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2021-2022 Events

Public Humanities Graduate Research Symposium

May 12, 2022 (Thurs.)
9:30am-5:00pm CST
Kresge Hall (various rooms)

FREE! Public welcome!

This all-day event will showcase the projects of the Kaplan Public Humanities Graduate Research Workshop participants. We invite the broader Northwestern community to a multifaceted conversation about the public humanities at the university and beyond.

Event conveners

Negar Razavi, ACLS Emerging Voices Fellow of the Kaplan Institute
Rebekah Bryer, doctoral candidate in the Interdisciplinary PhD in Theatre and Drama Program

Location Key
Each presentation will be followed by Q&A/discussion. You can read about each presenter's projects here.

9:30 am – Breakfast (Kaplan Seminar Room)

9:45 am – Welcome, Jessica Winegar, Kaplan Institute Director, and Panel 1 (Trienens Forum)

11:10 am – Panel 2 (Trienens Forum)

12:30 pm – Lunch (Kaplan Seminar Room)

1:30 pm – Panel 3 (Trienens Forum)

2:55pm – Panel 4 (Trienens Forum)

4:15pm – Reception (Kaplan Seminar Room)


2022_04_20_the-pandemic-job-search-300px.jpgThe Pandemic Job Search: Launching a Career Outside the University

April 20, 2022 (Wed.)
5:00-6:30pm CST

Via Zoom (registration required)
Free. Public Welcome!

Featuring panelists:
Rachel Grimm (
Los Alamos National Lab), Emily Sekine (SAPIENS Magazine), and Angela Tate (Smithsonian National Museum of African American History & Culture)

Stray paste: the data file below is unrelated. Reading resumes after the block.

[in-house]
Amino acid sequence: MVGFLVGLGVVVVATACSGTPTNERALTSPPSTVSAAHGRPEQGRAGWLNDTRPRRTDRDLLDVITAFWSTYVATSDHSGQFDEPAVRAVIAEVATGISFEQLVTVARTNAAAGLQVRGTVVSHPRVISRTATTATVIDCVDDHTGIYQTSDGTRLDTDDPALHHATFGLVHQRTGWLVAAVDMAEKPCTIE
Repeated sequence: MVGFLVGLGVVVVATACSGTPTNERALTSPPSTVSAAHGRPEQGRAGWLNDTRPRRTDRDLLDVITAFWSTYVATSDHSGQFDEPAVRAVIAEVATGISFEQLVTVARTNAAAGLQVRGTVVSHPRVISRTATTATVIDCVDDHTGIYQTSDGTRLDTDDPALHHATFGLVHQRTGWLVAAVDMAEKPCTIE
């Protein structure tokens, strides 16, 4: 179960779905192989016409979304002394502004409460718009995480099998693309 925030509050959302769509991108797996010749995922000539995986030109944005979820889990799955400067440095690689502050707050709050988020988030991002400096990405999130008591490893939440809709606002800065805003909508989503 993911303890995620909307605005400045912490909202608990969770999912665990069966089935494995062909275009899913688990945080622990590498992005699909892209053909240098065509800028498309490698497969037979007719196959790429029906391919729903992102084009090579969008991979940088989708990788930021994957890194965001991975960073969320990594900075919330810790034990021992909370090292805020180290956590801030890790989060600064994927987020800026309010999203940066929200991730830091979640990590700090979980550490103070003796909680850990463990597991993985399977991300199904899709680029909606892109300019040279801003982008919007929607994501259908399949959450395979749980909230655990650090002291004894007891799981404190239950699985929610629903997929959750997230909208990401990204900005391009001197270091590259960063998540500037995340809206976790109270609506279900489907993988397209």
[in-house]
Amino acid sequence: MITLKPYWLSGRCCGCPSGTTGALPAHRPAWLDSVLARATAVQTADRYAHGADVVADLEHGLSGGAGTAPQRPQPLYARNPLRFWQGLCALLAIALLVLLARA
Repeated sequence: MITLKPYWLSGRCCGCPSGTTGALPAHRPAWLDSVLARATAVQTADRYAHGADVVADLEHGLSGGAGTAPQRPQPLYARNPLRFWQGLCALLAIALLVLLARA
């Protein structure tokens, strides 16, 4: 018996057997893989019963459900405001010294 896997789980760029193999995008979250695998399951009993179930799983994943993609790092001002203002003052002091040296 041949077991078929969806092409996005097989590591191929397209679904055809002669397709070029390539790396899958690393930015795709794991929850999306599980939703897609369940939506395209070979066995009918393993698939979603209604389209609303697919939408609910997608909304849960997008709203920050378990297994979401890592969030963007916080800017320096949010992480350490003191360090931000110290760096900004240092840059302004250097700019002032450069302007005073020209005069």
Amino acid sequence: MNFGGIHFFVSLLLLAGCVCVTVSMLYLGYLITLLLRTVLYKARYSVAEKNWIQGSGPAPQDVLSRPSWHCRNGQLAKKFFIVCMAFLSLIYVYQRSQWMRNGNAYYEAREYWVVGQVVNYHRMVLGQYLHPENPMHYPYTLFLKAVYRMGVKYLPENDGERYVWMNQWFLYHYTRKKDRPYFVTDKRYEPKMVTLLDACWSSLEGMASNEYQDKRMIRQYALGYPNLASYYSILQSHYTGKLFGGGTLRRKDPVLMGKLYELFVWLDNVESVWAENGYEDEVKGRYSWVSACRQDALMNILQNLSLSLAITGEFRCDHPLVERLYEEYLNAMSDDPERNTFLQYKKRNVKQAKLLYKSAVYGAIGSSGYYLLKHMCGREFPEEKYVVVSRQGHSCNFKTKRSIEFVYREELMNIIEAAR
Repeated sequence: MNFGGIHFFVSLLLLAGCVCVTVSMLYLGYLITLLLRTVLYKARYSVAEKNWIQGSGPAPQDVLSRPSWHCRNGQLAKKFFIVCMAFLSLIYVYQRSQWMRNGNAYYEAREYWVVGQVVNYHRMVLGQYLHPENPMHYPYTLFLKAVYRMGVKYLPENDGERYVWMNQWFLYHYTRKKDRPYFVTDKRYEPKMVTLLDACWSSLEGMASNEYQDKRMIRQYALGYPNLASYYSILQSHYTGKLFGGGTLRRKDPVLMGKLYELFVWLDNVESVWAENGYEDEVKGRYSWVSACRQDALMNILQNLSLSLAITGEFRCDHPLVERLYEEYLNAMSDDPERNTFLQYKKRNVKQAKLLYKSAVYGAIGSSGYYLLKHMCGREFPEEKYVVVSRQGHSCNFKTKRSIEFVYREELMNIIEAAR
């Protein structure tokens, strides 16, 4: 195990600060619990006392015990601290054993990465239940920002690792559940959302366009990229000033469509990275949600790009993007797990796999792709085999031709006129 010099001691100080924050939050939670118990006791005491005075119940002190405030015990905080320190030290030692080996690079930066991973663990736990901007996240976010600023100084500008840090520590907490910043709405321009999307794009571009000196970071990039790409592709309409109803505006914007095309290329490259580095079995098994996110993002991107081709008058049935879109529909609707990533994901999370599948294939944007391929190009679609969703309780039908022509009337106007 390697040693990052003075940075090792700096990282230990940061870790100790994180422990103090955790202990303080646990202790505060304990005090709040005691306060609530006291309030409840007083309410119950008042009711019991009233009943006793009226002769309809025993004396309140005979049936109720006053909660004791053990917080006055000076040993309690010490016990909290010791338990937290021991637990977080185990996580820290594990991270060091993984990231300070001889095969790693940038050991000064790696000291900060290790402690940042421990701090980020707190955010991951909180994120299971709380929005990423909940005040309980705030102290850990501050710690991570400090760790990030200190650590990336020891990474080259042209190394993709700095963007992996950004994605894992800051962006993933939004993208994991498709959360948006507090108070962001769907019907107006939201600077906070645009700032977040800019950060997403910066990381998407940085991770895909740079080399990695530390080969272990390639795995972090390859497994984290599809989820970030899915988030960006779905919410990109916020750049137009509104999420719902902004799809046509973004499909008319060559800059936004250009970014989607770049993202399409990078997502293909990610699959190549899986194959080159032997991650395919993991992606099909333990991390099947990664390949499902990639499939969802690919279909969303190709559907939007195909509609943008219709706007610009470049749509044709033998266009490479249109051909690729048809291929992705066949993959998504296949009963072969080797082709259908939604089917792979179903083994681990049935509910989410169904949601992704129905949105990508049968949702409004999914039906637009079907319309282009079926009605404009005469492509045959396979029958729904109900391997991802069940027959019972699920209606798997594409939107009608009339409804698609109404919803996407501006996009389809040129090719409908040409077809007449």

Moderated by Ruth Curry (Northwestern Center for Civic Engagement), this panel will offer practical advice for grad students about finding—and applying for—jobs in the public humanities. Each panelist found their position during the pandemic and will offer tips for current grad students about navigating the job market.

thompson-author-photo-2021-260x260.jpgWhen What You Research Becomes Breaking News

Erin Thompson
Associate Professor of Art Crime
John Jay College of Criminal Justice, CUNY

March 9, 2022 (Wed.)
5:00-6:30pm CST
Via Zoom (registration required)
Free. Public Welcome!

As an expert in art crime, monuments, and repatriation, Erin Thompson will discuss how scholars working on topics that become the subject of public controversy can develop strategies to effectively weigh into these debates and weather the storm of public outrage. 

Thompson will be in conversation with Jessica Winegar (Director of the Kaplan Humanities Institute and Professor in Anthropology) and Rebekah Bryer, doctoral candidate in the Interdisciplinary PhD in Theatre and Drama Program.

Erin Thompson is Associate Professor of Art Crime at CUNY's John Jay College of Criminal Justice. Known as the "Art Crime Prof," Thompson studies the black market for looted antiquities, art forgery, museum theft, the ethics of digital reproductions of cultural heritage, art made by detainees at Guantánamo Bay, and a variety of other overlaps between art and crime.

Her book, Smashing Statues: The Rise and Fall of America’s Public Monuments (Norton, February 2022), traces the turbulent history and abundant ironies of our monuments. She has written and spoken about the science of public art, the history of protests, the legal barriers to removal of controversial art, and examples of innovative approaches to the problem in venues including Art in America, Hyperallergic, Smithsonian Magazine, bitch, and the New York Times.


staff-antonio.jpgEthical Community Engagement Through the Lens of Environmental Justice

A conversation aimed at rethinking the university-community power dynamic with Dr. Antonio Reyes López